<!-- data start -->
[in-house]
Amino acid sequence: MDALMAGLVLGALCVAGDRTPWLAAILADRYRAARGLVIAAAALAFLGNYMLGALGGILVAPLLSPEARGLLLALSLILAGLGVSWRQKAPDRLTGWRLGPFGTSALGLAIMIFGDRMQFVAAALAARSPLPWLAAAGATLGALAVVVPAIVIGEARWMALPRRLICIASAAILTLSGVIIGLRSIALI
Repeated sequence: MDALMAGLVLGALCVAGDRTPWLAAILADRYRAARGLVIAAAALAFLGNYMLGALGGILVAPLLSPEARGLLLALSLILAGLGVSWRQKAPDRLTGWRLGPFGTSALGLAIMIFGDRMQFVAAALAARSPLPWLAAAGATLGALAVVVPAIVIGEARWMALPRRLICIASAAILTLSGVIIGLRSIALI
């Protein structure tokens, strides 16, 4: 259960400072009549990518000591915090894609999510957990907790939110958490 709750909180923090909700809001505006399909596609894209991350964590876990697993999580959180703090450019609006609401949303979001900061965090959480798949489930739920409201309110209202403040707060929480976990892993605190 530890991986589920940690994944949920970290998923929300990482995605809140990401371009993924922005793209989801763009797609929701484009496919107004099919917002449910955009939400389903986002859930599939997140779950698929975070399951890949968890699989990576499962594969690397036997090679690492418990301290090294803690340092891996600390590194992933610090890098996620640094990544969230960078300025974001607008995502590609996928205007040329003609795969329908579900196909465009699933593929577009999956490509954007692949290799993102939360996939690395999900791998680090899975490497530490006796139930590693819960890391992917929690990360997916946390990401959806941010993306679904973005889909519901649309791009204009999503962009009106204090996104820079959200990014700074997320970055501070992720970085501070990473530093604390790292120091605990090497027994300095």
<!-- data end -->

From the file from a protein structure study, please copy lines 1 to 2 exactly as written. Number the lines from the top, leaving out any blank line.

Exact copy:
[in-house]
Amino acid sequence: MDALMAGLVLGALCVAGDRTPWLAAILADRYRAARGLVIAAAALAFLGNYMLGALGGILVAPLLSPEARGLLLALSLILAGLGVSWRQKAPDRLTGWRLGPFGTSALGLAIMIFGDRMQFVAAALAARSPLPWLAAAGATLGALAVVVPAIVIGEARWMALPRRLICIASAAILTLSGVIIGLRSIALI